Friday, October 22, 2010

Weather extremes for Saskatchewan

Rory MacLean in the StarPhoenix (Saskatchewan): The South Saskatchewan River is a lifeblood for the province, but melting glaciers and fast-rising demand threaten to leave Saskatchewan high and dry, say local water experts. "I think we're going to have to prepare for some very serious droughts . . . decade droughts," said Meewasin Valley Authority CEO Susan Lamb.

Climate change models point to a much dryer future for Saskatchewan, meaning the time to re-evaluate essential water resources is now, she says. "These days there's a lot of talk about, 'Potash belongs to the people of Saskatchewan.' Well, water does, too."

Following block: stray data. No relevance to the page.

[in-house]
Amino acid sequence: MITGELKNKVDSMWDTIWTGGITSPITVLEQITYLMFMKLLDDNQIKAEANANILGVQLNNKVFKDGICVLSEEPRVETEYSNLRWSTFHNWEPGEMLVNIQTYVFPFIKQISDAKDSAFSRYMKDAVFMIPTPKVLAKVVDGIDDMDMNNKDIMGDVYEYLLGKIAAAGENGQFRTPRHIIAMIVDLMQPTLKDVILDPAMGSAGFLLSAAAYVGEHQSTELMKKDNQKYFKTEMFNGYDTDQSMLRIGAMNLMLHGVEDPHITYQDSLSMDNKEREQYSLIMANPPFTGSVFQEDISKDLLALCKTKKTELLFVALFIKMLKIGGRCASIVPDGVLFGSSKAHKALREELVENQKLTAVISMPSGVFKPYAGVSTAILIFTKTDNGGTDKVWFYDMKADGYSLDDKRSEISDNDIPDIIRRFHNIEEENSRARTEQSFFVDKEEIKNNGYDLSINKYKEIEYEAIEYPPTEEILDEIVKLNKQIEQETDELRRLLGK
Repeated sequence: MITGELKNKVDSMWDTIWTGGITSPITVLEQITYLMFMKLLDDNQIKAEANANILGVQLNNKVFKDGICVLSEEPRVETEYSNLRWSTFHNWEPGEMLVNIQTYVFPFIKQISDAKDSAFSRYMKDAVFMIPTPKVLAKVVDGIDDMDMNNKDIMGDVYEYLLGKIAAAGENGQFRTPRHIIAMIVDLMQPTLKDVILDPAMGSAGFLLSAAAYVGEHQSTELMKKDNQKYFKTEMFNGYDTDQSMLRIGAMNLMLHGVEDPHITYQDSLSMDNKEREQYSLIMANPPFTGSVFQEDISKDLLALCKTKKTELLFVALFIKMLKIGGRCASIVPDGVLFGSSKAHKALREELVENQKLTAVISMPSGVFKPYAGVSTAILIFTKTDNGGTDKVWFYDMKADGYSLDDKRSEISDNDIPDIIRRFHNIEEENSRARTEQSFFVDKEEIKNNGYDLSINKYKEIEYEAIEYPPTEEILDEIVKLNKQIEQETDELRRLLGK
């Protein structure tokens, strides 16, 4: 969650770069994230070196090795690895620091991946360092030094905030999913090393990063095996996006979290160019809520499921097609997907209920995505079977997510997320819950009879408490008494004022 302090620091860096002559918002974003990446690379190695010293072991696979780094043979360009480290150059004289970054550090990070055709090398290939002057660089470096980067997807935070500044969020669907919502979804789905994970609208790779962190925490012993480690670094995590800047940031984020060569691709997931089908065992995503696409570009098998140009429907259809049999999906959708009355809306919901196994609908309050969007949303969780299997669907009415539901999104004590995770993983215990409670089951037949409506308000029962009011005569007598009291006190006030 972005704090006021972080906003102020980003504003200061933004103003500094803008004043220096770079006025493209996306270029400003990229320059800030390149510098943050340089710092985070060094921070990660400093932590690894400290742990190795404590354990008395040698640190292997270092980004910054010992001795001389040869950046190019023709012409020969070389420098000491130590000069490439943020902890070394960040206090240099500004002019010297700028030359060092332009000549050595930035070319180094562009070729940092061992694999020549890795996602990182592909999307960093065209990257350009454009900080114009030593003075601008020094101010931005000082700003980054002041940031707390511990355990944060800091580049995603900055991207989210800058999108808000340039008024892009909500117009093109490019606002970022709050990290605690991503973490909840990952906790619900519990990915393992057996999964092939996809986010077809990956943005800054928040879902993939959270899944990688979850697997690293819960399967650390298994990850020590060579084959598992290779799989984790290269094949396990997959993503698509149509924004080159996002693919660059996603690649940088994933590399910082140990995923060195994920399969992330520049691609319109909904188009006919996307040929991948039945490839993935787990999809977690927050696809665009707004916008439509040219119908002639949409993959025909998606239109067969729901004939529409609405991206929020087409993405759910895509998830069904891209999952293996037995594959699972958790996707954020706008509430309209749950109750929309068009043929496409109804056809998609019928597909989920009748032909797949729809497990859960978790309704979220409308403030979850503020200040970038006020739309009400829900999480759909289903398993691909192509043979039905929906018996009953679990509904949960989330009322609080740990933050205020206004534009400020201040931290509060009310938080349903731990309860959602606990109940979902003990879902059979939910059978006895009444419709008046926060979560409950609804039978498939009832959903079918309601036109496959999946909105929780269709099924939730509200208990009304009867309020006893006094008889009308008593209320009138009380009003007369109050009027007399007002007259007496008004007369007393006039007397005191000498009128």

The South Saskatchewan River Basin covers a huge territory, more than 440,000 square kilometres that stretches across three provinces -- almost the size of France. Most of the water comes from the melt of seasonal snow pack and glaciers, and a portion of the in-flow comes from local precipitation. But save for an uncommonly wet spell around the time of settlement, Saskatchewan's contributions to the basin have been minimal.

"Everybody who migrated to Saskatchewan came during the longest, wettest period in its history . . . the government got lucky," said David Sauchyn, a member of the University of Regina-based Prairie Adaptation Research Collective and author of The New Normal: Canadian Prairies in a Changing Climate….

The South Saskatchewan River near Medicine Hat, shot by Paul Jerry, Wikimedia Commons via Flickr, under the Creative Commons Attribution 2.0 Generic license

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